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A basic understanding of the principles of good design (such as contrast, unity, and balance) is the foundation for creating beautiful websites. In this course, Sue Jenkins explains design aesthetics in simple terms, and shows how to incorporate the principles of design in specific ways that improve your site. Learn how to adjust adjacent colors to add contrast, create depth with texture, incorporate movement, and use repeating shapes, patterns, and borders to unify your design. Then, in the final chapter, learn about special issues designers should address in their web layouts, such as responsive design for mobile devices, accessibility, and originality.
The third concept on foundational topics in web design is typography and choosing the right web fonts. Typography for the web was very limited up until recently with the introduction of free web fonts. In this lesson, we will examine the differences between web-safe fonts and web fonts as well as explore web fonts online. And discuss strategies for successful font pairings. Let's start with going over the differences between web-safe fonts and web fonts. Web-safe fonts must be cross-platform, which means that they need to be already installed on a visitors device, such as a computer or a tablet or a smart phone.
And since there are different fonts installed on Macs and PC's, the list of web-safe fonts is actually really small. And since there's no guarantee if a visitor will have a particular web-safe font already installed on their device, most web-safe fonts are specified in CSS as part of a font set. Font sets ensure that unavailable fonts have a specified fallback. So, for instance, you could specify that Verdana is your main web-safe font, and then have Arial, Helvetica, and Sans Serif as fallbacks.
To see what I mean about limited options here is a list of 24 commonly used Web-Safe Fonts. 24 might seem like a lot, but if you use them over and over and over again year after year, they start to feel stifling. Web fonts are quite a bit different from web-safe fonts. For starters, they're platform independent, which means that they do not need to be installed on a visitor's device. What's more, there are hundreds of options for you to choose from, so you can more easily express yourself with a particular font.
Web fonts use the @font-face selector in CSS along with a link in the head area of your web font source or a jQuery library. And you may create font sets with up to four fonts as fallback just as you could with web-safe fonts. Lastly, web fonts are hosted fonts so that you do not need to install any software or host any fonts yourself though you could if you wanted to. Typically, you get your web fonts from a subscription-based or free library of hosted fonts.
Here's a list of a few popular web font resources online. Including the popular Google Fonts, Typekit, AdobeEdge fonts, and Font Squirrel. As you learn while exploring fonts in the elements of design, there are a few general categories for font types. There's serif and sans-serif. As well as display fonts like slab serif, cursive, handwriting or script, decorative, and typewriter. When selecting fonts for a website, it's often useful to choose fonts that are complimentary rather than being too similar.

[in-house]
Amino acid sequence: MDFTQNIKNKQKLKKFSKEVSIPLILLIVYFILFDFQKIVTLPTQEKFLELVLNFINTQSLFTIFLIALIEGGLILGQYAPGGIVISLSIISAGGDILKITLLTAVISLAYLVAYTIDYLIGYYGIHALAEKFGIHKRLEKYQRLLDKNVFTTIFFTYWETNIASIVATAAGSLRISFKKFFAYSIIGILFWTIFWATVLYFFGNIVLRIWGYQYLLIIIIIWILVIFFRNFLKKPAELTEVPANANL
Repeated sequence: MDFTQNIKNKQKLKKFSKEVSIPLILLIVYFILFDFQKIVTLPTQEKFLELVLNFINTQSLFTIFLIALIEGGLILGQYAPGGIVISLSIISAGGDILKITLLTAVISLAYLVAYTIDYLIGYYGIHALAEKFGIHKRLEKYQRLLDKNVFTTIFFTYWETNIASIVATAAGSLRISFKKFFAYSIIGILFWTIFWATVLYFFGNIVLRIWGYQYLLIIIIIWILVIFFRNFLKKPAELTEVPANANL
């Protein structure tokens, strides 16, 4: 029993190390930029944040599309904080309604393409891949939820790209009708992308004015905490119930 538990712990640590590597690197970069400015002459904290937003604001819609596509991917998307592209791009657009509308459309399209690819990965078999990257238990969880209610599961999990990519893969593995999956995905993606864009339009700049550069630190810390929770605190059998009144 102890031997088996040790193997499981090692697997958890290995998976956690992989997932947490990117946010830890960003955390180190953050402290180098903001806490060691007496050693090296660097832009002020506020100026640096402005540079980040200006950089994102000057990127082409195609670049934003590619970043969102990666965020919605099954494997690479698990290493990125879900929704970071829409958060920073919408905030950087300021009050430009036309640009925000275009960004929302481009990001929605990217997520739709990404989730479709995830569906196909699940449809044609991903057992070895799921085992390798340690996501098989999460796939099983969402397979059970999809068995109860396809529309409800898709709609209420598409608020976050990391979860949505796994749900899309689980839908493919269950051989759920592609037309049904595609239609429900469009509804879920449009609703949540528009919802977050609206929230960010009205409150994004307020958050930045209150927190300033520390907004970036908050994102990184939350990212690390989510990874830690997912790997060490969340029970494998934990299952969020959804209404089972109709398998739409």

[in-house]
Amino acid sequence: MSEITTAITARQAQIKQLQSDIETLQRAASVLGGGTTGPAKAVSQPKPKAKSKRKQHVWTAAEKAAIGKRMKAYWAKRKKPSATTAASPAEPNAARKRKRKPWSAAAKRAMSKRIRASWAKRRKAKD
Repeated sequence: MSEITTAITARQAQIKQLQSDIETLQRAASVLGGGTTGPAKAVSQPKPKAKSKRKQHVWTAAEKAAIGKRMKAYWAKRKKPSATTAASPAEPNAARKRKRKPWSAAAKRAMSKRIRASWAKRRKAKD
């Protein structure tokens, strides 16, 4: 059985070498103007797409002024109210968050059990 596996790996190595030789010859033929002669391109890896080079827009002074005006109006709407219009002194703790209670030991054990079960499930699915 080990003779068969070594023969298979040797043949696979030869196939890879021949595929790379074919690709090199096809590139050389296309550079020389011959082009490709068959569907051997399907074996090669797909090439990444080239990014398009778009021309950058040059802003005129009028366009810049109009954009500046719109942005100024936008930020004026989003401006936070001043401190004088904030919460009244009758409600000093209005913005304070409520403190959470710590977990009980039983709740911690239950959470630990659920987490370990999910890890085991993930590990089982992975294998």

Here are five pro font pairing tips. The first is contrast. Think in contrasts such as heavy and light. Curvy and straight. What definitely doesn't work, are when two fonts look too similar like this. Definitely too similar. Second, play with scale. Large with large. Large with Small. Or small with medium. Next is tone. Try to match your text and tone.
Make sure you choose fonts that fit the tone of your copy. For instance, the word summer should have a summery feel. Just as the words prickly pear should feel prickly. The word hotdog should invoke a hotdog. And the word sunshine should make you think of sunshine. Next, go big with scripts and slabs. For some reason, these two look really great together. Use script for the most important word. And a slab or sans serif for the rest of your copy. Last, be courageous. Try pairing fonts with a lot of contrast, like a curvaceous font with lots of fills and a modern font with clean lines.
You can also try pairing a bold slab serif with a whimsical serif italic. Alternatively, you can pair fonts that have a similar vibe to convey a stronger message, such as pairing a wide rounded sans serif with a tall angular sans serif. You can also find some font pairing suggestions on Google's web font directory. When you see a font you like, click the little popup icon next to the add to collection button. Then click the pairings tab and you can see how your selected font pairs with other fonts.
In addition to playing with the weight, size, form, style, leading, and color of your fonts, try exploring other techniques like overlapping texts, adding flat shadows, using inline fonts, letting your text touch, and playing with letter case. Use your best judgement to choose the right fonts for the job. And above all, remember that in addition to readability, your fonts are there to help convey meaning in a harmonious way.
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